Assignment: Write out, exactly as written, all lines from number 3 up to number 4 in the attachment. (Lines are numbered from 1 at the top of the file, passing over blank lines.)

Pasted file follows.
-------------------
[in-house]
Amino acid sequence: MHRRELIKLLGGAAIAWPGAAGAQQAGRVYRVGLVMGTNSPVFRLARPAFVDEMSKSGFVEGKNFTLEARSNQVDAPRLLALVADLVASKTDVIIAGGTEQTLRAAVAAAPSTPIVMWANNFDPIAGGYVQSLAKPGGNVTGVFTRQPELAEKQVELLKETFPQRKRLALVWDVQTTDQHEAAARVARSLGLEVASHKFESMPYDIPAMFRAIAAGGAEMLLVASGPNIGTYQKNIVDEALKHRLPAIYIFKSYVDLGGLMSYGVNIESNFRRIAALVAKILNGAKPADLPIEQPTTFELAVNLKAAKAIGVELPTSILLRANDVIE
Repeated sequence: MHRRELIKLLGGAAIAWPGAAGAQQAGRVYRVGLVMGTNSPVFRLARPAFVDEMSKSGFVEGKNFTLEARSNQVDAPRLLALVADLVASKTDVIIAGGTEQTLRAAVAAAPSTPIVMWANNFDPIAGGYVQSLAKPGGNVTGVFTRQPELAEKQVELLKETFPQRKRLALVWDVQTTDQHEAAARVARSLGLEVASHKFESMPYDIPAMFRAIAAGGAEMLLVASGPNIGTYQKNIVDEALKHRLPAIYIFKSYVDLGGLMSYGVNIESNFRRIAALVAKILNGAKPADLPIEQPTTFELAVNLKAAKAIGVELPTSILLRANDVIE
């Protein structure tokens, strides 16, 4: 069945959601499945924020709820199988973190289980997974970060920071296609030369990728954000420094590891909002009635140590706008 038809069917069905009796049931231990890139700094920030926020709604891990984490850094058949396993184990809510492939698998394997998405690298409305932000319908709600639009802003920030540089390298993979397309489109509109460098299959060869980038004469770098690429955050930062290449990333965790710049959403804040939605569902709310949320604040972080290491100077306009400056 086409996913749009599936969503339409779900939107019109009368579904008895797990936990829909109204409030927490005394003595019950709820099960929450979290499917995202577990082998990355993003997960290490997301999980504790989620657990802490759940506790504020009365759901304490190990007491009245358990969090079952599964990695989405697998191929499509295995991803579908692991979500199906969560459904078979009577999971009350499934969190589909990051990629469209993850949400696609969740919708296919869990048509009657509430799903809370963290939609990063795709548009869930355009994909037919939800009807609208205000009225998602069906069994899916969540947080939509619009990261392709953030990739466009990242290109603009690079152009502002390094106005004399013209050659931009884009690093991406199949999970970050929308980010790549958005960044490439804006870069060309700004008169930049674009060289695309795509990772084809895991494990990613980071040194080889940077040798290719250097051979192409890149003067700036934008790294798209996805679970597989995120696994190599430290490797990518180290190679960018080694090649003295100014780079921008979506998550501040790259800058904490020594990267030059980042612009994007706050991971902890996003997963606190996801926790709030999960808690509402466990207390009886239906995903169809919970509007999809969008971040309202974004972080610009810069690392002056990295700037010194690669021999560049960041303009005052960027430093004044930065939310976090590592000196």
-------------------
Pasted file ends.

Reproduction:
Repeated sequence: MHRRELIKLLGGAAIAWPGAAGAQQAGRVYRVGLVMGTNSPVFRLARPAFVDEMSKSGFVEGKNFTLEARSNQVDAPRLLALVADLVASKTDVIIAGGTEQTLRAAVAAAPSTPIVMWANNFDPIAGGYVQSLAKPGGNVTGVFTRQPELAEKQVELLKETFPQRKRLALVWDVQTTDQHEAAARVARSLGLEVASHKFESMPYDIPAMFRAIAAGGAEMLLVASGPNIGTYQKNIVDEALKHRLPAIYIFKSYVDLGGLMSYGVNIESNFRRIAALVAKILNGAKPADLPIEQPTTFELAVNLKAAKAIGVELPTSILLRANDVIE
């Protein structure tokens, strides 16, 4: 069945959601499945924020709820199988973190289980997974970060920071296609030369990728954000420094590891909002009635140590706008 038809069917069905009796049931231990890139700094920030926020709604891990984490850094058949396993184990809510492939698998394997998405690298409305932000319908709600639009802003920030540089390298993979397309489109509109460098299959060869980038004469770098690429955050930062290449990333965790710049959403804040939605569902709310949320604040972080290491100077306009400056 086409996913749009599936969503339409779900939107019109009368579904008895797990936990829909109204409030927490005394003595019950709820099960929450979290499917995202577990082998990355993003997960290490997301999980504790989620657990802490759940506790504020009365759901304490190990007491009245358990969090079952599964990695989405697998191929499509295995991803579908692991979500199906969560459904078979009577999971009350499934969190589909990051990629469209993850949400696609969740919708296919869990048509009657509430799903809370963290939609990063795709548009869930355009994909037919939800009807609208205000009225998602069906069994899916969540947080939509619009990261392709953030990739466009990242290109603009690079152009502002390094106005004399013209050659931009884009690093991406199949999970970050929308980010790549958005960044490439804006870069060309700004008169930049674009060289695309795509990772084809895991494990990613980071040194080889940077040798290719250097051979192409890149003067700036934008790294798209996805679970597989995120696994190599430290490797990518180290190679960018080694090649003295100014780079921008979506998550501040790259800058904490020594990267030059980042612009994007706050991971902890996003997963606190996801926790709030999960808690509402466990207390009886239906995903169809919970509007999809969008971040309202974004972080610009810069690392002056990295700037010194690669021999560049960041303009005052960027430093004044930065939310976090590592000196």